Our Latest Perspectives Posts

Stepping up Our Game against Zika Virus

“Ground zero” for the first likely cases of locally transmitted Zika virus in the US has been identified as a one-mile square patch in the Wynwood neighborhood north of downtown Miami.  The virus has not yet been found in local mosquitoes, but Florida Department of Health officials are aggressively implementing disease and environmental surveillance while city and county agencies conduct mosquito control measures.   These include ground level spraying of the “ground hugging,” mosquitoes (aerial spraying is less efficient and effective), treating storm drains and removing standing water in affected neighborhoods.  Blood donations from the affected region are being screened for the virus. In short, it’s “game on” for Zika virus prevention in Florida where I work as an environmental administrator.

CDC poster illustrates measures to protect against mosquito bites

Health Officials Working Together

The Florida Department of Health and the US Centers for Disease Control and Prevention (CDC) are partnering to keep the public advised on strategies to avoid the mosquito borne illness that might result in devastating health effects in newborns of infected mothers and other less well documented health effects in adults, such as Guillain-Barre Syndrome (see CDC webpage).

According to the World Health Organization, the female (biting) Aedes aegypti mosquito flies an average of only 400 meters in her lifetime, meaning that it is people, not mosquitoes that move the virus among widely spaced communities.

Until a vaccine is available, the essential measures to avoid contracting the Zika virus are to prevent mosquito bites and to ensure protection during sex in the event that a partner may be a Zika virus carrier.  Because 80 percent of people infected with Zika virus have no symptoms, condom use during sexual intercourse is especially critical for pregnant women or women who may become pregnant.  CDC also recommends that women who are pregnant or who are planning to become pregnant postpone travel to areas with widespread Zika infection (see CDC webpage on Zika and Sexual Transmission).  That now includes the impacted area of Florida’s Wynwood neighborhood.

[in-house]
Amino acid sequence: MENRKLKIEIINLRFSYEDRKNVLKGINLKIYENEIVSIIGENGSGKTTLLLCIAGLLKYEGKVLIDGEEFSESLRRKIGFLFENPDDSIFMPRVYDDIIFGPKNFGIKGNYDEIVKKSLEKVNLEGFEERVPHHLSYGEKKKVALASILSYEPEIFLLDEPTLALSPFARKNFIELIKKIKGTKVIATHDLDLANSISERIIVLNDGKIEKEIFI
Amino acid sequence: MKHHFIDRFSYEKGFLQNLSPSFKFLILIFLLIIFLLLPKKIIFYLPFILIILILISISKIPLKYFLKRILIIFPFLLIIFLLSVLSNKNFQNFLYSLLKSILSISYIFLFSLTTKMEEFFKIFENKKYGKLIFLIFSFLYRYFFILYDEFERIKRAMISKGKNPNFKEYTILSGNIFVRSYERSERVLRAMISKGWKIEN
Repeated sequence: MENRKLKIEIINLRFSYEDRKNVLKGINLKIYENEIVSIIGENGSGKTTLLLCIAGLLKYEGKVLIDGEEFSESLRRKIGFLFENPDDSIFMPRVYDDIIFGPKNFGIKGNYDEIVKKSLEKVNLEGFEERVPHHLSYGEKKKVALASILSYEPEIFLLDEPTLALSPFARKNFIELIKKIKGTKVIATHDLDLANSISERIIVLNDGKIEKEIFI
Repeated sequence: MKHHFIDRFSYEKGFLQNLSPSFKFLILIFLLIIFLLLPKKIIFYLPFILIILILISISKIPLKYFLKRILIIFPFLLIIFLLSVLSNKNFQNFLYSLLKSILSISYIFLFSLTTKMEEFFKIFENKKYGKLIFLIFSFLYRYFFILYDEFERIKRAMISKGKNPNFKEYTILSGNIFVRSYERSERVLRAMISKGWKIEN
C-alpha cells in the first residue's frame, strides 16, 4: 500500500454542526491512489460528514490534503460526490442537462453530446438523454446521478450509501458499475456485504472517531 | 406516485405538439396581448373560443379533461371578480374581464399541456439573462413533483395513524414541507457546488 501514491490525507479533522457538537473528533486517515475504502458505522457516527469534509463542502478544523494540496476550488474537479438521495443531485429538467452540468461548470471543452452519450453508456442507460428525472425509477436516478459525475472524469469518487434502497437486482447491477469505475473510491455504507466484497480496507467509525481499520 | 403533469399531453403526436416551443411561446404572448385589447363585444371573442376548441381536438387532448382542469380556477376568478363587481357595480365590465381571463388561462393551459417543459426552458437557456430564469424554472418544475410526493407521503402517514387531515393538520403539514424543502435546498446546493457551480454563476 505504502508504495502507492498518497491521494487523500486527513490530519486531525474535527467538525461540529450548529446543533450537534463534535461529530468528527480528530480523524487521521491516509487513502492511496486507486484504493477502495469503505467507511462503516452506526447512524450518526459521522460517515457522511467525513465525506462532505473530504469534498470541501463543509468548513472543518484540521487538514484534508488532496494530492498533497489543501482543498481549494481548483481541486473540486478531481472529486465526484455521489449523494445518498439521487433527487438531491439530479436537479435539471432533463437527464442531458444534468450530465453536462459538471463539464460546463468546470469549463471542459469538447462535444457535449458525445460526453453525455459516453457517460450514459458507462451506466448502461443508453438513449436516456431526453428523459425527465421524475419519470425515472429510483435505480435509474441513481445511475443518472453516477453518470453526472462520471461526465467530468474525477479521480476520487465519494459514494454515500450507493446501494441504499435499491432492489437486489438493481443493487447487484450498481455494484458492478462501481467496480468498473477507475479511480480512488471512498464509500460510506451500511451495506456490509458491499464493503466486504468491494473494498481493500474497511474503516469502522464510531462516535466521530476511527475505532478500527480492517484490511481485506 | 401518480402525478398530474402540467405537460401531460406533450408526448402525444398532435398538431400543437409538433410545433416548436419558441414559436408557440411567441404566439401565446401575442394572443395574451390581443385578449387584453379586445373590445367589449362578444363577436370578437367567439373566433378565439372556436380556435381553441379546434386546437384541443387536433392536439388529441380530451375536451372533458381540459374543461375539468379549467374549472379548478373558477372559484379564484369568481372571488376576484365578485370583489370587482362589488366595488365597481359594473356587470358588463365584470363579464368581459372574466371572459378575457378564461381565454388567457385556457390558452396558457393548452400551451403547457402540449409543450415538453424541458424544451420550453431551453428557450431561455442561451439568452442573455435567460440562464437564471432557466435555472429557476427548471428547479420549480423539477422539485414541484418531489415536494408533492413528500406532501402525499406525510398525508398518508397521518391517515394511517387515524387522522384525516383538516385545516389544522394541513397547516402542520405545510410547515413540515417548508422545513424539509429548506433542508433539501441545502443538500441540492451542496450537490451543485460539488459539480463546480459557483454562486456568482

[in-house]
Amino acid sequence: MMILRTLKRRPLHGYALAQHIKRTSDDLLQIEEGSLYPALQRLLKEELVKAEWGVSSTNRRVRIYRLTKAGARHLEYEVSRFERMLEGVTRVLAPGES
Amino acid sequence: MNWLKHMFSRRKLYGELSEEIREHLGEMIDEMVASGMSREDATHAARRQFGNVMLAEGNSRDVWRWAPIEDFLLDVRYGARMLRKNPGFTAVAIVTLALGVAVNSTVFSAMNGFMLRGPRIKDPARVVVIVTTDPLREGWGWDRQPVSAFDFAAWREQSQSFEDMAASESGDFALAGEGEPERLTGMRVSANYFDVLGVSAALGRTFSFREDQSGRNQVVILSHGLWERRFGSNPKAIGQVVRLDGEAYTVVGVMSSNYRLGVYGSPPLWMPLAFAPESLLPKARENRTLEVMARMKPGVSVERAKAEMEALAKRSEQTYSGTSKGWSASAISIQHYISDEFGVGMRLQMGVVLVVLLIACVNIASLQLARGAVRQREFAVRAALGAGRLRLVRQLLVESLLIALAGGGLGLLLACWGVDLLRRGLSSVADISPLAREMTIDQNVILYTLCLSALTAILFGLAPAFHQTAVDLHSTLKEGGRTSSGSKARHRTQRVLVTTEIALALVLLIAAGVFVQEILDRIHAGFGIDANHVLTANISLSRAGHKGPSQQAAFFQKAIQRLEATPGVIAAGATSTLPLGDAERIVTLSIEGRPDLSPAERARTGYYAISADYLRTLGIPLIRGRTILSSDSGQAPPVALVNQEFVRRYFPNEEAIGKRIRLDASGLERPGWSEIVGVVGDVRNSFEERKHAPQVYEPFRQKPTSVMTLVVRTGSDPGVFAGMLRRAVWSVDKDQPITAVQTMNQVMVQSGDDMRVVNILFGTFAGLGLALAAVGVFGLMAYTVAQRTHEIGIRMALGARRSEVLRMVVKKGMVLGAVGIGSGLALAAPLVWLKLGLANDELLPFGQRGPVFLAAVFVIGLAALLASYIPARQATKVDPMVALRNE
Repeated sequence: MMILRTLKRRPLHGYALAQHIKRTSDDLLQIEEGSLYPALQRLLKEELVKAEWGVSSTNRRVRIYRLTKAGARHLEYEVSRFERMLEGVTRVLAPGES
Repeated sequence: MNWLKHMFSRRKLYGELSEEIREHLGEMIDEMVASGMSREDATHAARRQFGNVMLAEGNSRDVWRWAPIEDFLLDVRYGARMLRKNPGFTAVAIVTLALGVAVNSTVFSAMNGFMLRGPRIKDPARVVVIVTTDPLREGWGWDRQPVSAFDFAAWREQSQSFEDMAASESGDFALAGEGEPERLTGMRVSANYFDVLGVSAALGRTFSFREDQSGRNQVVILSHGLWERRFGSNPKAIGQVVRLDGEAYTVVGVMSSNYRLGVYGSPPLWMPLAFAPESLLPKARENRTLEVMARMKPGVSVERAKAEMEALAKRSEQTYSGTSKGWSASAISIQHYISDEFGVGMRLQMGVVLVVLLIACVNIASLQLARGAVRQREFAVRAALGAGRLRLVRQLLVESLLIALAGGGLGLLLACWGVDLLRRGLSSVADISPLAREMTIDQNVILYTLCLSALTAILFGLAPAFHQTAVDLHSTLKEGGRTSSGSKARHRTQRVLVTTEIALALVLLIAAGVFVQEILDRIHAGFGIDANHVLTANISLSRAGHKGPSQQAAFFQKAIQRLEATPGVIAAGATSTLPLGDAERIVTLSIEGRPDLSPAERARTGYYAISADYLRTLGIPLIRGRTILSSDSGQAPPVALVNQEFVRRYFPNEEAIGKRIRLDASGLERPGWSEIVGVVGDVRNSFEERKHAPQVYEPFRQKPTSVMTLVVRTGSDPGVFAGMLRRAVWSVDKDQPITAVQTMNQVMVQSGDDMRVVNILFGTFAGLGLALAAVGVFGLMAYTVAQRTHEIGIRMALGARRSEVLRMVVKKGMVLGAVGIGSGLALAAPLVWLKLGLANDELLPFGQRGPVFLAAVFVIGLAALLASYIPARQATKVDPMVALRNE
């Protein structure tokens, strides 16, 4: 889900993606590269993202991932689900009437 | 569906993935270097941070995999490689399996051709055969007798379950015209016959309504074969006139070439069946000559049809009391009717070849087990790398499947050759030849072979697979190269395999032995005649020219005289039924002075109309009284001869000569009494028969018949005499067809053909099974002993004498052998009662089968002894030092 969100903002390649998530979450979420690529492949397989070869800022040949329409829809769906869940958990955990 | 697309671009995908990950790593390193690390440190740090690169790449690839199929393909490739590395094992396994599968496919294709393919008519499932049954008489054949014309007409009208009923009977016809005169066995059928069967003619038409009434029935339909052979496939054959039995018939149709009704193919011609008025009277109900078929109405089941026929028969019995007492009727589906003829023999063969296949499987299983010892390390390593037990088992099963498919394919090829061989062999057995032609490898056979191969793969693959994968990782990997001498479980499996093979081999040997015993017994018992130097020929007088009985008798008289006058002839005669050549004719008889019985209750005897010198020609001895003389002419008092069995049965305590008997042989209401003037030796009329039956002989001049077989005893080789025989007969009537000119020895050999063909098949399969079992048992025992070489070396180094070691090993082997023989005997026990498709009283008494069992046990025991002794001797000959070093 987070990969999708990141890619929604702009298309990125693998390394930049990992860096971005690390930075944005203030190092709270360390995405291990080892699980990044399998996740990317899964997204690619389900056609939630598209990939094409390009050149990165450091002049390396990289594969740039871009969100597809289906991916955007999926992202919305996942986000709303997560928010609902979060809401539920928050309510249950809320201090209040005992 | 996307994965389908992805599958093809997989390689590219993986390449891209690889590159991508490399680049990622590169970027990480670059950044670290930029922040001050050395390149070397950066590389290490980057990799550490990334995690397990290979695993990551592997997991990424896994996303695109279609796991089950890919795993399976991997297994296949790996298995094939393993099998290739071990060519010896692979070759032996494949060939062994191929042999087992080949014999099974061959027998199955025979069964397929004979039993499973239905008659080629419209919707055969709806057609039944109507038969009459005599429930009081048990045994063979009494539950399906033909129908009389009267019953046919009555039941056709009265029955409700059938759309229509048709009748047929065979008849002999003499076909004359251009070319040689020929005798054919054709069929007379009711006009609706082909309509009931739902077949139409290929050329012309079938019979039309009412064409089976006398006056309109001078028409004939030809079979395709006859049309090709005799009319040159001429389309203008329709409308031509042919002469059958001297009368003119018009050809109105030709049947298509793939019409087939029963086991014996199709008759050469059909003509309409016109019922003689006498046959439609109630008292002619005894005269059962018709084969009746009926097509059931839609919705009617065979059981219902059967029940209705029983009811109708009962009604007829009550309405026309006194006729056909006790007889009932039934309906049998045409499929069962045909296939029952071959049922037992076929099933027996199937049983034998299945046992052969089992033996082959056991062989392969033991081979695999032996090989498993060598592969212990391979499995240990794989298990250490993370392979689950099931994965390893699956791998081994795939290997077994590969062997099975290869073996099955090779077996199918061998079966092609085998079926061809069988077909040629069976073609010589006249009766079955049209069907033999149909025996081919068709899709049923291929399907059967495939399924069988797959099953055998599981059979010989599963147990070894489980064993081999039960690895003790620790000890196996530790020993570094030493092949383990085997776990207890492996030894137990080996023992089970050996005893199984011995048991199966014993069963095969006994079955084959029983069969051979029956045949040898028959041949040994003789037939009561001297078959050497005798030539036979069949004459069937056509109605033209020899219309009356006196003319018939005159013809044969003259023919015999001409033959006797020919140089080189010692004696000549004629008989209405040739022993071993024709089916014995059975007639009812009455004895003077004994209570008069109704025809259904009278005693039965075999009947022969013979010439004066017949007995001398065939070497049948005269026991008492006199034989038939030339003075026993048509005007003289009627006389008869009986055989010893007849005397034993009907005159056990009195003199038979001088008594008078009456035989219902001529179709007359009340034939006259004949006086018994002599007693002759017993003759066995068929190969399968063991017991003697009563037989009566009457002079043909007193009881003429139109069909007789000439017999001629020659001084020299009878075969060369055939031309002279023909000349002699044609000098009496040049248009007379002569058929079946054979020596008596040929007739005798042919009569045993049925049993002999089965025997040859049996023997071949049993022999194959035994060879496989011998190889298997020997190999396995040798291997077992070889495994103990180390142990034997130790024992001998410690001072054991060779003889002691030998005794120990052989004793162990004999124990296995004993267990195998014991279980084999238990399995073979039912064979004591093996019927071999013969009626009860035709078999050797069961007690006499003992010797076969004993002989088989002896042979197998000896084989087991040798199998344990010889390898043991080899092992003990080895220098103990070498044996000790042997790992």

Drain and Cover

The Florida Department of Health’s “Drain and Cover” program provides the following tips to control the risk of mosquito borne illness:

  • Drain water from garbage cans, house gutters, pool covers, coolers, toys, flower pots, or any other containers where sprinkler or rain water has collected.
  • Discard old tires, drums, bottles, cans, pots and pans, broken appliances and other items that aren’t being used.
  • Empty and clean birdbaths and pets’ water bowls at least once or twice per week.
  • Protect boats and vehicles from rain with tarps that do not accumulate water.
  • Maintain appropriate pool chemistry of swimming pools. Empty plastic swimming pools when not in use.
  • Repair broken screens on windows, doors, porches and patios.
  • If you must be outside when Aedes mosquitoes are active (daytime), cover up. Wear shoes, socks, long pants and long sleeves.
  • Apply mosquito repellent to bare skin and clothing. Follow label directions. Repellents with DEET, picaridin, oil of lemon eucalyptus, para-menthane-diol, and IR3535 are effective and safe for pregnant and breast-feeding women, when used as directed. Use netting instead of repellents to protect children younger than two months.

Looking Ahead

If the recent outbreaks of dengue and chikungunya— which are also spread by the Aedes mosquito — are any indication, then it is expected that Florida will experience only small and geographically limited outbreaks of Zika.  That said, CDC notes regions once affected by dengue and chikungunya are considered to be a higher risk for Zika virus outbreaks.  The Florida Department of Health is committed to employ every available resource in order to reduce the spread of Zika virus.  Yes, it’s “game on” for Zika virus prevention in Florida.

The Florida Department of Health issues frequent Zika virus updates at:


Bob G. Vincent is an Environmental Administrator in the Florida Department of Health (and a helava nice guy). He manages Department of Health programs for Healthy Marine Beaches, Safe Drinking Water, Water Well Surveillance and Public Pools and Bathing Places.

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Unusual Uses for Chlorine Bleach
Written by A guest article by Dominique M. Williams

I have had the privilege of spending the last four years of my life on one of the most beautiful college campuses in Maryland. Everything I ever needed was within a short walking distance of my dorm room—the dining hall, library, mailroom, and student center, you name it! Yet even with all of these nearby resources, I spent most of my time in my room doing homework. This is the classic scenario for any undergraduate science major. Living in a building with more than 100 fellow students, the laundry room instantly became the most in-demand place in the entire residence hall. Keeping that in mind, I always ensured that I stocked up on two items each semester: detergent and bleach.

Bleach, chemically referred to as an aqueous solution of sodium hypochlorite (NaOCl), is one of the most common household chemicals used across the United States. Bleach is primarily used to whiten and brighten clothes, but there are other surprising uses! For starters, bleach is also used to remove certain stains and disinfect surfaces contaminated with pathogens. But what are some of the really unusual uses of bleach?